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Day 23 – Q 2.Can a universal basic income scheme address the problem of poverty? Critically examine. 

2. Can a universal basic income scheme address the problem of poverty? Critically examine. 

क्या एक सार्वभौमिक बुनियादी आय योजना गरीबी की समस्या का समाधान कर सकती है? समालोचनात्मक जांच करें।


Universal Basic Income (UBI) is a periodic, unconditional cash transfer to every citizen in the country. Here, social or economic positions of the individual are not taken into consideration. The idea of UBI is not new but in the past few years, it has resurfaced globally in a very big way as a means of redistributing income.


UBI addresses the problem of poverty through the following:

  • Efficiency: Despite making remarkable progress in poverty reduction, nearly 22 percent of the population lives below poverty line (Tendulkar committee report, 2011-12). One of the major criticisms of poverty alleviation programmes is significant leakages. UBI is seen as a more efficient alternative.
  • Social Security: As a form of social security UBI will help in reducing inequality and eliminating poverty. Thus it ensures security and dignity for all individuals.
  • Purchasing power: As human labour is being substituted by technology, there will be reduced wage income and reduced purchasing power. UBI will compensate for reduced purchasing power.
  • Economic choice: UBI strengthens economic liberty at an individual level. This would help them to choose the kind of work they want to do, rather than forcing them to do unproductive work to meet their daily requirements.
  • Productivity: UBI could promote greater productivity. For example, agriculture labourers who own small patch of land and earlier used to work in others’ farm for low wages, can now undertake farming on their own land. In long term, this will reduce the percentage of unused land and helps in increasing agriculture productivity.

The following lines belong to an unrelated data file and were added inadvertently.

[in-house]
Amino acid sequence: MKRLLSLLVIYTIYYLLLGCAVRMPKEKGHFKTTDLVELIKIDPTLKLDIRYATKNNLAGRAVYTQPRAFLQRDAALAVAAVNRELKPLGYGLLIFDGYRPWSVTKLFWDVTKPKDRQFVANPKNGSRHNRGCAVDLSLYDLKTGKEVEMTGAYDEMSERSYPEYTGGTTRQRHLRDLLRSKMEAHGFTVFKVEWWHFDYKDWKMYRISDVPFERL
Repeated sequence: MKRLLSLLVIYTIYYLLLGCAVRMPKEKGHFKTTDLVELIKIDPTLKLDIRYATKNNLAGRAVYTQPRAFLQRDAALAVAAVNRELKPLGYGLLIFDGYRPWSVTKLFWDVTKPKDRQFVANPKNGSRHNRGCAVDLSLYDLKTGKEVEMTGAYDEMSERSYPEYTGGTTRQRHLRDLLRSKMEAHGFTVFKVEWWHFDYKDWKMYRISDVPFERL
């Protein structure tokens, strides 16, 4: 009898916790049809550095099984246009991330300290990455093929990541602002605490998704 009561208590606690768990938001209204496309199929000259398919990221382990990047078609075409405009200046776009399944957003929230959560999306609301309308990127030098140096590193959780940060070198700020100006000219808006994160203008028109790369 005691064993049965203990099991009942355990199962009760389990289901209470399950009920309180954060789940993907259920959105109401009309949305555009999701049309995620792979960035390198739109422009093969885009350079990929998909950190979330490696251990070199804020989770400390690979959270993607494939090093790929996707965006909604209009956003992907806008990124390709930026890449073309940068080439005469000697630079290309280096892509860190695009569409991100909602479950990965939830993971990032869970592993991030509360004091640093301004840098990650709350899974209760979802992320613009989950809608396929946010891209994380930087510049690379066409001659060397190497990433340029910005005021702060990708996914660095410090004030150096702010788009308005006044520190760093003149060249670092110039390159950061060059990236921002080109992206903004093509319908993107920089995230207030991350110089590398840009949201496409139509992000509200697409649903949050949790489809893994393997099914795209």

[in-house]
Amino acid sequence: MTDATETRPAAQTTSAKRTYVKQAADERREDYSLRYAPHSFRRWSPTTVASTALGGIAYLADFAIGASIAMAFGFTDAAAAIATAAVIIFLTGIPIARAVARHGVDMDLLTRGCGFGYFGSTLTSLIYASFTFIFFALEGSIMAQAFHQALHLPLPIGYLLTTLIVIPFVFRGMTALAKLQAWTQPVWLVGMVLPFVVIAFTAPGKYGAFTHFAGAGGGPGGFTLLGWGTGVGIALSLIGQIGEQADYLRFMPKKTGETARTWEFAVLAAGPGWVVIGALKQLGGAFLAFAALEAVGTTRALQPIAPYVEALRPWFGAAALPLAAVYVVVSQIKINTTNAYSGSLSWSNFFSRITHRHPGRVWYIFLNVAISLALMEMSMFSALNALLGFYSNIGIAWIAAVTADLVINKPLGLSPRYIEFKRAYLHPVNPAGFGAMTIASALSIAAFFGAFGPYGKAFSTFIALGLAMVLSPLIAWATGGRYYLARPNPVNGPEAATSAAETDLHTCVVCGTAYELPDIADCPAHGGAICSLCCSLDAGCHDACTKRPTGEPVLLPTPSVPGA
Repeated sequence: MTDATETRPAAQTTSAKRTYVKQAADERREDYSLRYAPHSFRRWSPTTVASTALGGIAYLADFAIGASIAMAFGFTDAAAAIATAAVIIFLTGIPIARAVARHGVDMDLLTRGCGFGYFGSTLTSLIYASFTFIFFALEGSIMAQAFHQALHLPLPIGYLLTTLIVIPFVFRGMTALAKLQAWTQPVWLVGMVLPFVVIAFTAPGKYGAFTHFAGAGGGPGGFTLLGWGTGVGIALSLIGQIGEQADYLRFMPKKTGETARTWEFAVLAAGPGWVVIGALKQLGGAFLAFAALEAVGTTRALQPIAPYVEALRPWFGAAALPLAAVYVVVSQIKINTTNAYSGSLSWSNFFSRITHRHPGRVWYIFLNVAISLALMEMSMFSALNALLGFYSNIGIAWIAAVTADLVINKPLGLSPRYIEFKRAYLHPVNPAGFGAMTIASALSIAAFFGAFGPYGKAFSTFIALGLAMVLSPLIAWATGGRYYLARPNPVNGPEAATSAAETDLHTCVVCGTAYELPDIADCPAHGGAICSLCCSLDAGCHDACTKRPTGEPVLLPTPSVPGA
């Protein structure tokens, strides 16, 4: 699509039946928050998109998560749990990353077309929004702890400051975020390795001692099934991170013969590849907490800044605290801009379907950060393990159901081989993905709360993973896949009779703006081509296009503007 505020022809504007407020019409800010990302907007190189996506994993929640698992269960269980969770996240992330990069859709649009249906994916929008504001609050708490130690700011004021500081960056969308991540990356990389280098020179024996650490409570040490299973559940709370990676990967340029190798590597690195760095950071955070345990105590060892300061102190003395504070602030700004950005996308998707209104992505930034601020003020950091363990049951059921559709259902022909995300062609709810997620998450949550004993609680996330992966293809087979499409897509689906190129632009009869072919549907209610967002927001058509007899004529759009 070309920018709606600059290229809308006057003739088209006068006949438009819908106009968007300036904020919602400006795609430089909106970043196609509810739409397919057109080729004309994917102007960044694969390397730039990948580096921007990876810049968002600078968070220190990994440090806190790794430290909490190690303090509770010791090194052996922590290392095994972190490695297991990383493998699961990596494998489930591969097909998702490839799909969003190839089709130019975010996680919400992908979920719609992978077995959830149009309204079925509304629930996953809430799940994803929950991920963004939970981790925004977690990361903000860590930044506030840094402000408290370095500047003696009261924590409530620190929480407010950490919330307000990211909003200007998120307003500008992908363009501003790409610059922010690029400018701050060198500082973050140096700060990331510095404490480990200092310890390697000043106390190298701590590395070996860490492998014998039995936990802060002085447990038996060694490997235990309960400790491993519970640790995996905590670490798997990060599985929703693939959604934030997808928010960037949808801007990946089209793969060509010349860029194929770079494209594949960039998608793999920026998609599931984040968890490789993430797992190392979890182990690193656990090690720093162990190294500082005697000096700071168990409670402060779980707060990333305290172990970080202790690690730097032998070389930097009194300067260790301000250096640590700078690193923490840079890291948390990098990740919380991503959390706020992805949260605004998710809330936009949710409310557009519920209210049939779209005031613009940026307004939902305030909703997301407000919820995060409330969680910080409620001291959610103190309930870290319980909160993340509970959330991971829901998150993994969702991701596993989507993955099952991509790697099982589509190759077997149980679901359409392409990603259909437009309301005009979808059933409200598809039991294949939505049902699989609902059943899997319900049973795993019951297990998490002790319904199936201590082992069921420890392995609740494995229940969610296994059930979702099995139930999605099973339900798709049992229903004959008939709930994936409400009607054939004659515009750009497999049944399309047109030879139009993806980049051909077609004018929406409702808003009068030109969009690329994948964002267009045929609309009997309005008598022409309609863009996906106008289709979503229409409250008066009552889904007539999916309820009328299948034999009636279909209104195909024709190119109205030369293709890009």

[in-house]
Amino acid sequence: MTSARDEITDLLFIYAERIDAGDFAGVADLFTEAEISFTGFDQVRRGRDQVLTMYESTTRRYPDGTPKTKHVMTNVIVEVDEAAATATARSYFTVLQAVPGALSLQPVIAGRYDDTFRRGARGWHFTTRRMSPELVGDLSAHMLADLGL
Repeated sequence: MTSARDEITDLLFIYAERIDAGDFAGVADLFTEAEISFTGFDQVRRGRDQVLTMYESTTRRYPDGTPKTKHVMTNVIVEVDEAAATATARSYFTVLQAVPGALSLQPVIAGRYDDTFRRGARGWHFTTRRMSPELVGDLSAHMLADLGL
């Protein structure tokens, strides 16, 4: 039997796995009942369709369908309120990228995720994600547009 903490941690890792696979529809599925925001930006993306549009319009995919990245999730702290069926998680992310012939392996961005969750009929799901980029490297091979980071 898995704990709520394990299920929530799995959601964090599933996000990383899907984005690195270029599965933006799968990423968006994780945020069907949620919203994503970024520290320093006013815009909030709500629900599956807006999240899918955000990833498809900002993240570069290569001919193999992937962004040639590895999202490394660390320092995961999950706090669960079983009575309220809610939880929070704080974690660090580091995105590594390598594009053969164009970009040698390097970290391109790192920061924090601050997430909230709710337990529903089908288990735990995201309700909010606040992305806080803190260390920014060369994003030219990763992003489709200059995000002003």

• Empowerment: If promoted through gradualism – like starting with women, elderly, widows, disabled etc.

Advantages to the Government:

  • Reduces wastage and errors: As every individual receive basic income, it promotes efficiency by reducing wastages in government transfers. Thus it excludes errors in identifying the intended beneficiaries – which is a common problem in targeted welfare schemes.
  • Reduces bureaucratic burden: Considerable gains could be achieved in terms of bureaucratic costs and time by replacing many of the social sector schemes with UBI.
  • Financial Inclusion: As Economic Survey (2016-2017) points out, transferring basic income directly into bank accounts will increase the demand for financial services. This would help banks to invest in the expansion of their service network, which is very important for financial inclusion.

Arguments against UBI:

  • A guaranteed minimum income might make people lazy and it breeds dependency. They may opt out of labour market and can refuse to work (as it had been observed in case of MGNREGA).
  • Given the large population size, the fiscal burden on government would be high. Also, as Economic Survey 2016-17 noted, once implemented, it may become difficult for the government to wind up a UBI in the case of failure.
  • If the UBI is funded by higher taxes, especially by the indirect taxes, it may result in inflation. This, in turn, will reduce the purchasing power of the people and lowers the value of the amount transferred.
  • There is no guarantee that the additional income will be spent on education, health etc. there are chances that the money will be spent on ‘temptation goods’ such as alcohol, tobacco, drugs etc.
  • It will also face the problem of ‘exclusion error’ in the identification of beneficiaries. Efficiency will be reduced. Corruption will creep in.  More importantly, UBI will not remain ‘universal’.

Way forward:

  • India stood at 130 out of 189 countries in the UNDP’s 2018 HDI ranking. Movement in the HDI are driven by changes in health, education and income. The schemes for these are meant for long-term improvement in human development, rural infrastructure, employment etc. and can’t be substituted by cash transfer. Thus a complementary and aiding income can be a balanced solution.
  • A transparent and safe financial architecture that is accessible to all is important for the success of the UBI. In other words, the success of UBI depends on the success of efficient mode of delivery like JAM Trinity.
  • Study the efficiency of similar schemes in other countries (Finland, Kenya, and Spain etc.) and work out the best implementation suitable for India.


Though UBI has many advantages, there are many practical challenges too. As Economic Survey states, UBI is a powerful idea whose time even if not ripe for implementation is ripe for serious discussion.

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